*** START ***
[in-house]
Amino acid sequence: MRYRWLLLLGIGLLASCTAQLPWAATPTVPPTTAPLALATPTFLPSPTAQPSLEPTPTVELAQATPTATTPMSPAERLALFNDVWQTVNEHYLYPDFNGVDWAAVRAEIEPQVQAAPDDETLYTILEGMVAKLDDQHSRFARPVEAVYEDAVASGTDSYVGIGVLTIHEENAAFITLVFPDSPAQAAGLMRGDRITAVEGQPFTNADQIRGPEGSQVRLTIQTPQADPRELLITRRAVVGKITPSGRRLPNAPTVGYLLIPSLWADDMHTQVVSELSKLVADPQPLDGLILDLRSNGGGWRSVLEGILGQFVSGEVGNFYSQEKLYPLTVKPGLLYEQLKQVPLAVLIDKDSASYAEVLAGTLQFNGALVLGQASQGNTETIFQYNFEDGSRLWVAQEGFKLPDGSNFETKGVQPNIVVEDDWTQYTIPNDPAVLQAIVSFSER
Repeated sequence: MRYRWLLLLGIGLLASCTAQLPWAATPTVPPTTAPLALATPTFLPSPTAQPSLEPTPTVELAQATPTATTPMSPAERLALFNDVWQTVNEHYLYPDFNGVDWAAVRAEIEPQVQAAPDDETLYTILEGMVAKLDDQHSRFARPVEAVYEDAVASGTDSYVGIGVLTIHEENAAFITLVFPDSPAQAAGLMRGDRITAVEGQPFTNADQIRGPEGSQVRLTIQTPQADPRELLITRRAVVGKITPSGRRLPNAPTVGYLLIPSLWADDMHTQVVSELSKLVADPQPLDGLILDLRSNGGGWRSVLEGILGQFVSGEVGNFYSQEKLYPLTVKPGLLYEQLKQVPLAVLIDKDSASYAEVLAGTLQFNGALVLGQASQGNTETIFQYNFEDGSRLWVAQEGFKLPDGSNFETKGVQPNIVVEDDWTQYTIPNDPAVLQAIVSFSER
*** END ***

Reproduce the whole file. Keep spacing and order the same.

[in-house]
Amino acid sequence: MRYRWLLLLGIGLLASCTAQLPWAATPTVPPTTAPLALATPTFLPSPTAQPSLEPTPTVELAQATPTATTPMSPAERLALFNDVWQTVNEHYLYPDFNGVDWAAVRAEIEPQVQAAPDDETLYTILEGMVAKLDDQHSRFARPVEAVYEDAVASGTDSYVGIGVLTIHEENAAFITLVFPDSPAQAAGLMRGDRITAVEGQPFTNADQIRGPEGSQVRLTIQTPQADPRELLITRRAVVGKITPSGRRLPNAPTVGYLLIPSLWADDMHTQVVSELSKLVADPQPLDGLILDLRSNGGGWRSVLEGILGQFVSGEVGNFYSQEKLYPLTVKPGLLYEQLKQVPLAVLIDKDSASYAEVLAGTLQFNGALVLGQASQGNTETIFQYNFEDGSRLWVAQEGFKLPDGSNFETKGVQPNIVVEDDWTQYTIPNDPAVLQAIVSFSER
Repeated sequence: MRYRWLLLLGIGLLASCTAQLPWAATPTVPPTTAPLALATPTFLPSPTAQPSLEPTPTVELAQATPTATTPMSPAERLALFNDVWQTVNEHYLYPDFNGVDWAAVRAEIEPQVQAAPDDETLYTILEGMVAKLDDQHSRFARPVEAVYEDAVASGTDSYVGIGVLTIHEENAAFITLVFPDSPAQAAGLMRGDRITAVEGQPFTNADQIRGPEGSQVRLTIQTPQADPRELLITRRAVVGKITPSGRRLPNAPTVGYLLIPSLWADDMHTQVVSELSKLVADPQPLDGLILDLRSNGGGWRSVLEGILGQFVSGEVGNFYSQEKLYPLTVKPGLLYEQLKQVPLAVLIDKDSASYAEVLAGTLQFNGALVLGQASQGNTETIFQYNFEDGSRLWVAQEGFKLPDGSNFETKGVQPNIVVEDDWTQYTIPNDPAVLQAIVSFSER